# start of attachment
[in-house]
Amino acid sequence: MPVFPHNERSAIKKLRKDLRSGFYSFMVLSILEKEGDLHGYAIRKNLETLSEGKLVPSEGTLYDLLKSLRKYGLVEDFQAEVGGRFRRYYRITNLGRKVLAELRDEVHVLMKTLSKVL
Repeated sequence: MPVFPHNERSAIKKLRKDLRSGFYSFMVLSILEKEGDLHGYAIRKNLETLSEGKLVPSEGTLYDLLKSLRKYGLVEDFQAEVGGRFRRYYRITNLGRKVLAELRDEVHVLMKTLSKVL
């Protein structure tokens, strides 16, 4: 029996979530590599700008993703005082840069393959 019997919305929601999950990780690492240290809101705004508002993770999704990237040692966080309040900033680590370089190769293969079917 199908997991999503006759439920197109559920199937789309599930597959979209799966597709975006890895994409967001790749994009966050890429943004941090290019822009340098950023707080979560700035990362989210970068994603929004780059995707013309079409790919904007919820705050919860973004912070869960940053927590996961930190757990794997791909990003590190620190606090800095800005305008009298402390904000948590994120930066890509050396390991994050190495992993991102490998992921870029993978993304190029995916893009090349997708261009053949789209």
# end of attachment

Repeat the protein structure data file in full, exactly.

[in-house]
Amino acid sequence: MPVFPHNERSAIKKLRKDLRSGFYSFMVLSILEKEGDLHGYAIRKNLETLSEGKLVPSEGTLYDLLKSLRKYGLVEDFQAEVGGRFRRYYRITNLGRKVLAELRDEVHVLMKTLSKVL
Repeated sequence: MPVFPHNERSAIKKLRKDLRSGFYSFMVLSILEKEGDLHGYAIRKNLETLSEGKLVPSEGTLYDLLKSLRKYGLVEDFQAEVGGRFRRYYRITNLGRKVLAELRDEVHVLMKTLSKVL
């Protein structure tokens, strides 16, 4: 029996979530590599700008993703005082840069393959 019997919305929601999950990780690492240290809101705004508002993770999704990237040692966080309040900033680590370089190769293969079917 199908997991999503006759439920197109559920199937789309599930597959979209799966597709975006890895994409967001790749994009966050890429943004941090290019822009340098950023707080979560700035990362989210970068994603929004780059995707013309079409790919904007919820705050919860973004912070869960940053927590996961930190757990794997791909990003590190620190606090800095800005305008009298402390904000948590994120930066890509050396390991994050190495992993991102490998992921870029993978993304190029995916893009090349997708261009053949789209």